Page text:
Crime in St. Louis: It’s Lead, Baby, Lead

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A team of researchers has released a new study investigating the association between childhood lead exposure and later crime rates in St. Louis. Unlike most previous studies, it uses census tracts in order to get the most detailed possible look at subpopulations within the city. Their conclusion: “We uncovered a relatively strong effect of lead on behavior, especially violent behavior.” This was true even after controlling for other variables that affect crime rates:

It is important to recognize that for the current analyses, the effect of lead remained a robust predictor of crime using methods capable of accounting for spatial correlations, and above and beyond the possible confounding influence of concentrated disadvantage.

….Because sociologists (as well as other macro-level scholars) have continued to highlight the primacy of concentrated disadvantage (as well as other macro-level variables) in predicting societal adversities (including crime), other relevant predictors such as lead often receive short shrift in the literature as well as less consideration when the topic shifts to policy initiatives. This is less than ideal because lead has emerged consistently, both in the current sample as well as others, and at the macro- and individual-level, as an apparent potent predictor of adverse behavior. Continuing to myopically focus on traditional forms of “social” adversity such as poverty runs the risk of downplaying more important behavioral predictors.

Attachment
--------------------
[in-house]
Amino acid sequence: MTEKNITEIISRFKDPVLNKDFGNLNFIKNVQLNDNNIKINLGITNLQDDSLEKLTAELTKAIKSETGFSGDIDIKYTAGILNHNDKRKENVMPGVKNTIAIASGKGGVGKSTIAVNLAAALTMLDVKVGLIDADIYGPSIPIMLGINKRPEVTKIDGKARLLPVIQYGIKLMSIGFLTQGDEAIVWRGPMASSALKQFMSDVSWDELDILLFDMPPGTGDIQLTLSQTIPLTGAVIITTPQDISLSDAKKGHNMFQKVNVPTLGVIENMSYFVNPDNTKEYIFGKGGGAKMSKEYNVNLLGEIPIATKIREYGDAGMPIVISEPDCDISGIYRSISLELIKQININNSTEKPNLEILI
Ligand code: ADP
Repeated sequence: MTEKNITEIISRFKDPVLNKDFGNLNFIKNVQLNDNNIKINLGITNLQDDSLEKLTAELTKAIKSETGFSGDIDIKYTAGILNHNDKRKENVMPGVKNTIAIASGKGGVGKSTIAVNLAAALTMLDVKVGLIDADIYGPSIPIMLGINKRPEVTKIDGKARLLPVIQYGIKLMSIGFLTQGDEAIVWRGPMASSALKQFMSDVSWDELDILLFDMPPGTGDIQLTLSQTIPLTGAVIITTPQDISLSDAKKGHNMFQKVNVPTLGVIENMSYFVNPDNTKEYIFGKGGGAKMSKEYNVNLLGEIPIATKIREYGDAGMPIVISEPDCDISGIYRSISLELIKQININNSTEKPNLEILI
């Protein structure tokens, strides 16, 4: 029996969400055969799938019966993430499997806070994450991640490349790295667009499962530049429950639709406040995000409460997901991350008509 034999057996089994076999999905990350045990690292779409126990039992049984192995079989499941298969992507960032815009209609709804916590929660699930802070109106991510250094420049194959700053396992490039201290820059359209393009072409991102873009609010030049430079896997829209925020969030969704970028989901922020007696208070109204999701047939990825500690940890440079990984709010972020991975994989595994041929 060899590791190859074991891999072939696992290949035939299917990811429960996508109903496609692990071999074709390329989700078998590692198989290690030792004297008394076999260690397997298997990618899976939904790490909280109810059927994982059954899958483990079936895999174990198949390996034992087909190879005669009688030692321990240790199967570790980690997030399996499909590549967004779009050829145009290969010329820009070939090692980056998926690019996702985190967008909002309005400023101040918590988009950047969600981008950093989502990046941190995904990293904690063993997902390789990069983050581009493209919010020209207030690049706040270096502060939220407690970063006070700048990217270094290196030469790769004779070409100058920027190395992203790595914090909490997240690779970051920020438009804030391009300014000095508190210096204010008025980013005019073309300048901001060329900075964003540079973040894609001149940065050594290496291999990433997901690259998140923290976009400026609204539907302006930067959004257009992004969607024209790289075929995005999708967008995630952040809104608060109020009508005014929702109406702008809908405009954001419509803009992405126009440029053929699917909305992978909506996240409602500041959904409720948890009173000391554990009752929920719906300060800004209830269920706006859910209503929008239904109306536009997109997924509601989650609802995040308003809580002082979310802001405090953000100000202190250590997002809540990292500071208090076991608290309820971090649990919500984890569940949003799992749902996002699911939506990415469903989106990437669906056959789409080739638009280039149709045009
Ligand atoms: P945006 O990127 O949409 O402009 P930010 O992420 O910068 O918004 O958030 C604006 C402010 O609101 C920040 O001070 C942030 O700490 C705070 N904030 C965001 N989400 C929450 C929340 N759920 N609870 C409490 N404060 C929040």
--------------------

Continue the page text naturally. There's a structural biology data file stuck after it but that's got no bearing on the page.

The authors are appropriately cautious about interpreting their findings. This is yet another ecological study, which compares populations across time, and that means it’s hard to assess causality. That said, there are now a lot of ecological studies at different levels (census tract, city, state, nation) showing the same result, as well as a smaller number of prospective and medical studies showing the same thing. There are still some unanswered questions about the lead-crime hypothesis—mostly because we lack the data to clearly demonstrate an age cohort effect—but the evidence sure seems to be piling up. There are lots of causes of crime, and lots of ways of reducing crime. But the biggest bang for the buck might be the simplest: get rid of the damn lead. If we start today, we’ll be glad we did it 20 years from now.

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Corrupt leaders the world over can (and will) try to shut down the truth, but when the truth has millions of people on its side, you can't keep it down for good. And there's no more powerful or urgent argument for your support of Mother Jones' journalism right now than that. We need to raise about $450,000 to hit our online fundraising budget in these next few months, so please read more from Monika and pitch in if you can.

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